17. Writing and representation in liquid crystal physics research

    Science.gov (United States)

    Wickman, Chad; Haas, Christina; Palffy-Muhoray, Peter

    2008-03-01

    Public understanding of science is often shaped by semiotic systems---linguistic, mathematic, graphic, pictorial---deployed in the textual presentation of scientific findings. Nowhere is this more apparent, perhaps, than in recent debates over climate change where non-linguistic communication has played an integral role in shaping policy decisions. This is one example of many, but it speaks to the need for research that examines how working scientists disseminate knowledge to expert and non-expert alike. Based on the study of text production in liquid crystal physics research, I will discuss the way in which physicists utilize multiple semiotic systems in their research and publications. Findings suggest that shared meanings are often created through a variety of semiotic forms---from linguistic script to equations to graphs to diagrams---and that these forms offer specific meaning potentials for communicating knowledge to different audiences. Ultimately, I argue that an improved understanding of scientific literacy practices is key to the effective communication of science to various constituencies.

  18. From atoms to galaxies a conceptual physics approach to scientific awareness

    CERN Document Server

    Hassani, Sadri

    2010-01-01

    … present[s] some of the most striking ideas behind physics but also give[s] students and the general public the opportunity of reflecting on the implications of these ideas and provide them with the tools to draw a distinction between scientific fact and nonsense. The book does indeed do what it says on the cover; it presents topics ranging from early Greek astronomy and Newtonian dynamics, passing by electromagnetism and thermodynamics and culminating with quantum theory, relativity and cosmology. … the CD included with the book has lengthier mathematical and numerical examples that suppleme

  19. The Rhetoric of Physics: AN Ethnography of the Research and Writing Processes in a Physics Laboratory.

    Science.gov (United States)

    Graves, Heather Ann Brodie

    1992-01-01

    This dissertation explores the extent to which rhetoric plays a role in the research and writing processes of physicists. It seeks to join the on-going conversation in the rhetoric of inquiry about the ways in which rhetorical forces shape all knowledge systems. Based on data collected during a six-month ethnography in a thin films laboratory, this study argues that these physicists use rhetoric in all stages of the knowledge creation process. After following the experimental process through all its stages from the inception of an experiment through to publication, this study maps out the types of heuristic devices employed by the physicists as they analyzed, interpreted, and presented their research data in a persuasive scientific article. In light of the insights gained from studying the dynamic interactions between physicists, this dissertation also comments on the theoretical and philosophical debates under discussion in the rhetoric of inquiry and the rhetoric of science. It examines current theories of language (as expressed by rhetoricians, critical theorists, and the physicists in this laboratory) to explore the relationship between reality and language, the role that rhetoric plays in knowledge creation in physics, and the ways in which reality and knowledge may be socially constructed. It concludes that these physicists use rhetorical invention strategies to interpret and present their data. It also argues that scientific knowledge is subject to rhetorical forces because it deals with contingent affairs--phenomena about which scientists advance propositions which appear to be true but about which there is no way to gain absolute certainty or truth. Finally, it concludes that rhetoric both is and is not epistemic in the physics research studied here, and it argues that instead of asking "Is rhetoric epistemic?" perhaps we might shift our attention to inquiring "When is rhetoric epistemic?".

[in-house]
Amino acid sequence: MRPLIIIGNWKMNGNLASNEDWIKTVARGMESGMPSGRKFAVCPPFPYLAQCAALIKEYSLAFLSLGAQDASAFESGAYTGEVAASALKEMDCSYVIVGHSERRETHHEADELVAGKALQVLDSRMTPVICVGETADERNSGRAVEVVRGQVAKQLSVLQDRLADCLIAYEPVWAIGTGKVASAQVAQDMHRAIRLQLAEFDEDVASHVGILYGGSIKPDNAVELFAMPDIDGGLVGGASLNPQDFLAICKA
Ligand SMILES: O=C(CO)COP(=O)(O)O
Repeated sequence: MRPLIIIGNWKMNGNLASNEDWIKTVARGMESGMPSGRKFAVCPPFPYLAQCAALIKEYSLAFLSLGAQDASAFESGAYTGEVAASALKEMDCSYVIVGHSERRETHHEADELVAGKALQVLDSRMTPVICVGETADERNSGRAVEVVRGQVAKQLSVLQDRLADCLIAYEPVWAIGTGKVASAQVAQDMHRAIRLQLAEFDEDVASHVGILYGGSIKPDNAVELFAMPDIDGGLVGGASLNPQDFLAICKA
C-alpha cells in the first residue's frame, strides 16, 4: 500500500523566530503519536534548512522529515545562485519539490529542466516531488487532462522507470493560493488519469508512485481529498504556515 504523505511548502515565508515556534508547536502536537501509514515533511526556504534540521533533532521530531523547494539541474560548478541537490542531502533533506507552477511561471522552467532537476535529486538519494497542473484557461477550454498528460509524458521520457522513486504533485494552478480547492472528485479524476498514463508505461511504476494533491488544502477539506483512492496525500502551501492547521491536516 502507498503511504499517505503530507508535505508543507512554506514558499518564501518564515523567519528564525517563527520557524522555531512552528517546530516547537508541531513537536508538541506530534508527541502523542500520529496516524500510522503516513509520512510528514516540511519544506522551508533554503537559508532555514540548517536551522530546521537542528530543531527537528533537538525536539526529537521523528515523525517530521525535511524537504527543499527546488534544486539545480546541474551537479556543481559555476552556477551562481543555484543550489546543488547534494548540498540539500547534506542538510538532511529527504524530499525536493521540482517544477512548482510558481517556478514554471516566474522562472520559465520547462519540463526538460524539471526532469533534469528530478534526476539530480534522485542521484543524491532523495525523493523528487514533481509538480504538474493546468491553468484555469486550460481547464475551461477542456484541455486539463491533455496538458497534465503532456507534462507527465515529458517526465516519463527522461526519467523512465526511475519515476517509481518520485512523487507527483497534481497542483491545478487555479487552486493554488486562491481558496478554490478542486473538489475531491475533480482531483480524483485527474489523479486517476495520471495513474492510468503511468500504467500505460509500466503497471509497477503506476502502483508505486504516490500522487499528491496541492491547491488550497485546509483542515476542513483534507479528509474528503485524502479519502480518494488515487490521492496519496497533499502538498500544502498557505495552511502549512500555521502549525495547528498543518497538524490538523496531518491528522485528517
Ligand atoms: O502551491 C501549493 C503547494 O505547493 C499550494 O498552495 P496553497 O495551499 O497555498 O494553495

20. [Research in theoretical and experimental elementary particle physics. Final report

    Energy Technology Data Exchange (ETDEWEB)

    NONE

    1998-11-01

    This report gives summaries of particle physics research conducted by different group members for Task A. A summary of work on the CLEO experiment and detector is included for Task B along with a list of CLEO publications. During the present grant period for Task C, the authors had responsibility for the design, assembly, and programming of the high-resolution spectrometer which looks for narrow peaks in the output of the cavity in the LLNL experiment. They successfully carried out this task. Velocity peaks are expected in the spectrum of dark matter axions on Earth. The computing proposal (Task S) is submitted in support of the High Energy Experiment (CLEO, Fermilab, CMS) and the Theory tasks.